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Home / Recipes / Pip's Tips / Glorious Game(4 products)
Home / Recipes / Pip's Tips / Glorious Game(4 products)

Buying fruit and vegetables during their natural season typically rewards you with the best flavour and quality, with natural light serving to sweeten and aid the growth of the pant. Forced rhubarb is the exception, with it’s pink, tender stems, an altogether sweeter prospect than the tough, outdoor reared variety available from April.

As a boy, growing up on a farm in Scotland, there was lots of it hanging about in the autumn and winter months. The birds, mainly pheasant, partridge and a few wood pigeon would be decked across the eaves of the potting shed, summoning up a gamey whiff before being plucked.

I didn't really shoot. I tried a few times with my friend who had a shotgun.
But I preferred to listen out for the crackle of the field fares descending on the hedgerows than exploding gunpowder. Not that I had a problem killing birds to eat. But as boys we deployed a far more subtle form of slaughter.
We'd make our way with stealth up to the fir tree plantation just as the sun was going down. And using a catapult and ball bearings we'd knock the pheasant stone cold out of the lower branches where they'd be roosting for the night. I'm ashamed to say I was an instinctive poacher and quickly developed a clandestine arrangement with the local game dealer.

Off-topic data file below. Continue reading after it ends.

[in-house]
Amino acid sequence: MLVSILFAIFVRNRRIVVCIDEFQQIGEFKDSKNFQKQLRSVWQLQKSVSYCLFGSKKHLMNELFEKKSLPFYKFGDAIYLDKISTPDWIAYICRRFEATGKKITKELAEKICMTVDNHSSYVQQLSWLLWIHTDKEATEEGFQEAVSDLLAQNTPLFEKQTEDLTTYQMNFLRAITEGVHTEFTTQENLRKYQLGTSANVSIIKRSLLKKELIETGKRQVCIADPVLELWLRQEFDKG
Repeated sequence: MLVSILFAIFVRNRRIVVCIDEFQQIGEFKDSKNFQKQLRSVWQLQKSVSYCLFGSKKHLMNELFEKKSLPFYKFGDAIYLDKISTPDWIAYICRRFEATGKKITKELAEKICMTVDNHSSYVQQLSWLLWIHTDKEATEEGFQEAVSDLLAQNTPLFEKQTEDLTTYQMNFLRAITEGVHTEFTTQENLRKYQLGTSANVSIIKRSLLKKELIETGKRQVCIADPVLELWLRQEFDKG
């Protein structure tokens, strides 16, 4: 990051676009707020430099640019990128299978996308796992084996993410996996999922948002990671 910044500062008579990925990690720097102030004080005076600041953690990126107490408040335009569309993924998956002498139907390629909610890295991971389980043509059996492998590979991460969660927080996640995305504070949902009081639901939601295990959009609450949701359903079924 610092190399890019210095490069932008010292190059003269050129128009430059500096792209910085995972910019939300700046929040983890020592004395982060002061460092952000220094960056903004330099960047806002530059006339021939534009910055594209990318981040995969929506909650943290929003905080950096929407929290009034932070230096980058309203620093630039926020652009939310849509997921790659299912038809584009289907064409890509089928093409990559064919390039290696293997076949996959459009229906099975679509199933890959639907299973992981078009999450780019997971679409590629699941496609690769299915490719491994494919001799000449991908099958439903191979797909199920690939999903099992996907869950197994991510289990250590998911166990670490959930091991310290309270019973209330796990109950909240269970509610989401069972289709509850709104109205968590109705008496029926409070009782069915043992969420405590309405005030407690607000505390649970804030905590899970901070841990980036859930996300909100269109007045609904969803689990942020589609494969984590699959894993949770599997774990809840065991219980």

These days a brace of Suffolk pheasant or Wild Mallard from Ben Rigby Game in Essex have to suffice to create that ambiance. And though you don't need to go to extremes most game birds do benefit from hanging around for a bit. It softens the flesh. But sadly, most are no longer actually 'hung' so my mother recommends leaving them in the back of the fridge for a week where, they acquire a nicely intensified gaminess.

When you are ready to cook them, rub the skins with salt and let them air for a while. I grate orange zest and crush red peppercorns over them before covering them in streaky bacon. This helps to keep the birds moist while they roast (roughly 220 first 20mins and 180 the rest). You can remove the bacon in the last 10 minutes to let the skin brown.

All sorts of different seasonal root vegetables go well with game. Have your pheasant with very thinly sliced celeriac chips, fried in oil until crisp, roasted parsnips with cumin seeds and honey and pureed pumpkin with butter.
To keep your palate clean, try shredded kale, stir fried quickly in sesame oil with a dressing made from the leftover orange juice, red wine vinegar and clarified butter.

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